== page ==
The shopkeeper said the business began when the owners had relatives pass away and found themselves with “a building full of stuff,” that was purchased, boxed and stored over a period of years. Since then, they’ve accepted interesting things from others, and sought out additional inventory for their shelves, she said, and now make a point of switching out inventory and adding new things to keep it interesting for those who visit often.

I asked Conley to name some of the more unusual things in the shop and she sounded a little flustered as she formulated an answer. “A lot of it is stuff they collected over the years — household things, old kitchen things, tools and primitive things,” she said, before adding they have a wide variety of merchandise ranging from old service station signs to glassware and even non-antique collectibles. “We have toys, dolls, records, comic books ... a little bit of everything it seems like.”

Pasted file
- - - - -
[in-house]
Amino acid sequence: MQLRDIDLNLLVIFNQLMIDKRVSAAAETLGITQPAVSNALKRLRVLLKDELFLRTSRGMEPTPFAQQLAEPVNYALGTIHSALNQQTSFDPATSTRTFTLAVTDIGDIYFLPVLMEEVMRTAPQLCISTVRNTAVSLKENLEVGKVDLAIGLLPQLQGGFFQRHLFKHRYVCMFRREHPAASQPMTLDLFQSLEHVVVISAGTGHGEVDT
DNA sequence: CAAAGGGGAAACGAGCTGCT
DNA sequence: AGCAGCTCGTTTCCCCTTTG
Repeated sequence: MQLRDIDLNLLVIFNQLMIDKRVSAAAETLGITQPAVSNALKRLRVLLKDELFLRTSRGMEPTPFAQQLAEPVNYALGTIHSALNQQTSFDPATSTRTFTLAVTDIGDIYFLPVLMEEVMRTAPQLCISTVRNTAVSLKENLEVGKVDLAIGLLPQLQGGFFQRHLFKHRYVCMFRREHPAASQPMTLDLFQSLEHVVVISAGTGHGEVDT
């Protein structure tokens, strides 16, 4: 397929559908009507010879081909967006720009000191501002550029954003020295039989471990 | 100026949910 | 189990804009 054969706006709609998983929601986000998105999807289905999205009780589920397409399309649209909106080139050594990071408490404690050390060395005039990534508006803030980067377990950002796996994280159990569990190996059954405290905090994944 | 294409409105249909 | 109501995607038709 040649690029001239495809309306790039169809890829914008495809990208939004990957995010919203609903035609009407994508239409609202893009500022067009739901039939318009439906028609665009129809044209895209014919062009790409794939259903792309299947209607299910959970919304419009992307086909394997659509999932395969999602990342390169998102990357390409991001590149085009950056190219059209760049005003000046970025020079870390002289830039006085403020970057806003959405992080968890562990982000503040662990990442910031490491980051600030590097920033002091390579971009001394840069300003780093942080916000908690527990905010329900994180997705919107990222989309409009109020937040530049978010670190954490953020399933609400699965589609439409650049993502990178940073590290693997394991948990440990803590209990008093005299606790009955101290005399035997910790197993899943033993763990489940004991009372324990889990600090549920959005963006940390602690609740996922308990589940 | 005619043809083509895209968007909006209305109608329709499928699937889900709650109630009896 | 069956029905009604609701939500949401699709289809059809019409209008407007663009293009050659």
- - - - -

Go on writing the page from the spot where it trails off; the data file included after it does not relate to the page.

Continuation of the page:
The Gold Nugget is not open daily, but is ready to welcome potential customers from 10 a.m. to 4 p.m. on the first and third Friday and Saturday of each month (that makes June 20 and 21 the next dates if I read my calendar correctly), and she said they also “usually” try to open for the city’s monthly Final Friday celebration. Anyone who is looking for specific items, or types of things, is also encouraged to let them know what they want, Conley said, and their pickers will keep an eye out and call them if they have any luck in their quests.

For more information about The Gold Nugget, call (606) 465-1032.     

Following the berries

I can’t tell you how much I enjoyed my recent visit to rural Lawrence County (Ky.) for a feature story about Forgot-N-Tymes Farm, although I do remember telling myself to attempt writing a nonbusiness column about the journey, and another about what any reasonable person would expect to happen if they ate a whole bucket of fresh berries practically by themselves.